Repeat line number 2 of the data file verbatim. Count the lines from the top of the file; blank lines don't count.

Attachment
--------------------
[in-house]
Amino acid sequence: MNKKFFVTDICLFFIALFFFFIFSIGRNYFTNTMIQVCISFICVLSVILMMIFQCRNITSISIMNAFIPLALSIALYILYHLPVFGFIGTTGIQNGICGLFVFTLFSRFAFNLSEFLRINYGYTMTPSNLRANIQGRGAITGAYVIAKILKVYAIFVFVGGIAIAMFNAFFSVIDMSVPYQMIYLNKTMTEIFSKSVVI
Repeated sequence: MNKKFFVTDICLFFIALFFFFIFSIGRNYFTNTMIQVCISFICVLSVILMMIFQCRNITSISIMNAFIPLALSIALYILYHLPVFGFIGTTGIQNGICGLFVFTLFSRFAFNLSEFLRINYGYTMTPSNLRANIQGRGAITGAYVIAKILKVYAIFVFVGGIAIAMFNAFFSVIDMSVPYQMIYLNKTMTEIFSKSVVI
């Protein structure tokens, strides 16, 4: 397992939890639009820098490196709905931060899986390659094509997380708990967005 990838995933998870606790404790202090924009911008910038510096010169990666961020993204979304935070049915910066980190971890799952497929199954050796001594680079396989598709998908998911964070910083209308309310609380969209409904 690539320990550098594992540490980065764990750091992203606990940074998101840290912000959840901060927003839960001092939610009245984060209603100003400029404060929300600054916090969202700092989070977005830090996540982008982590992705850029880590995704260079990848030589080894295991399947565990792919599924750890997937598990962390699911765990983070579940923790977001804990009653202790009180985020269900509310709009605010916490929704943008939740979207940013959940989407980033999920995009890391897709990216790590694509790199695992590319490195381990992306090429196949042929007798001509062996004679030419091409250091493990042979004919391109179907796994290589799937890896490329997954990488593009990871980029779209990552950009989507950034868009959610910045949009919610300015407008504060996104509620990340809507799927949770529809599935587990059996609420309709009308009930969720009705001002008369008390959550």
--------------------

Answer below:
Amino acid sequence: MNKKFFVTDICLFFIALFFFFIFSIGRNYFTNTMIQVCISFICVLSVILMMIFQCRNITSISIMNAFIPLALSIALYILYHLPVFGFIGTTGIQNGICGLFVFTLFSRFAFNLSEFLRINYGYTMTPSNLRANIQGRGAITGAYVIAKILKVYAIFVFVGGIAIAMFNAFFSVIDMSVPYQMIYLNKTMTEIFSKSVVI